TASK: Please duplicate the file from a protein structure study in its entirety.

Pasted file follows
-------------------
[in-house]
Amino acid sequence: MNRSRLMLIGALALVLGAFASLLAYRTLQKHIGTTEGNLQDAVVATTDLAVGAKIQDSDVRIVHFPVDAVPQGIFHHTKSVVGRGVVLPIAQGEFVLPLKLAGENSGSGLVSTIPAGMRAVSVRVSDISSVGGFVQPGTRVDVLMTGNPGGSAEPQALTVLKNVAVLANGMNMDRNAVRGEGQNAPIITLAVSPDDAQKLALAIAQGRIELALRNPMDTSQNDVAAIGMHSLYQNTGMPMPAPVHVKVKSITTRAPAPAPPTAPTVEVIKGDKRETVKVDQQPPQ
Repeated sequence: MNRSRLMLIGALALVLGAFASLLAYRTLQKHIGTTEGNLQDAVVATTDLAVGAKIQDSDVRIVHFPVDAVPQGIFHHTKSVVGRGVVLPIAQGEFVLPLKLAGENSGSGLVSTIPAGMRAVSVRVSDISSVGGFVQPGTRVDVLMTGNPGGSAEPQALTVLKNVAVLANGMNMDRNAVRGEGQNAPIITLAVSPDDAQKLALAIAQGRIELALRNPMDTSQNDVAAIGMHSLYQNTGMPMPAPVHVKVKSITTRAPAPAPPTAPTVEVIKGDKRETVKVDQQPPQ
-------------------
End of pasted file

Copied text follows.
[in-house]
Amino acid sequence: MNRSRLMLIGALALVLGAFASLLAYRTLQKHIGTTEGNLQDAVVATTDLAVGAKIQDSDVRIVHFPVDAVPQGIFHHTKSVVGRGVVLPIAQGEFVLPLKLAGENSGSGLVSTIPAGMRAVSVRVSDISSVGGFVQPGTRVDVLMTGNPGGSAEPQALTVLKNVAVLANGMNMDRNAVRGEGQNAPIITLAVSPDDAQKLALAIAQGRIELALRNPMDTSQNDVAAIGMHSLYQNTGMPMPAPVHVKVKSITTRAPAPAPPTAPTVEVIKGDKRETVKVDQQPPQ
Repeated sequence: MNRSRLMLIGALALVLGAFASLLAYRTLQKHIGTTEGNLQDAVVATTDLAVGAKIQDSDVRIVHFPVDAVPQGIFHHTKSVVGRGVVLPIAQGEFVLPLKLAGENSGSGLVSTIPAGMRAVSVRVSDISSVGGFVQPGTRVDVLMTGNPGGSAEPQALTVLKNVAVLANGMNMDRNAVRGEGQNAPIITLAVSPDDAQKLALAIAQGRIELALRNPMDTSQNDVAAIGMHSLYQNTGMPMPAPVHVKVKSITTRAPAPAPPTAPTVEVIKGDKRETVKVDQQPPQ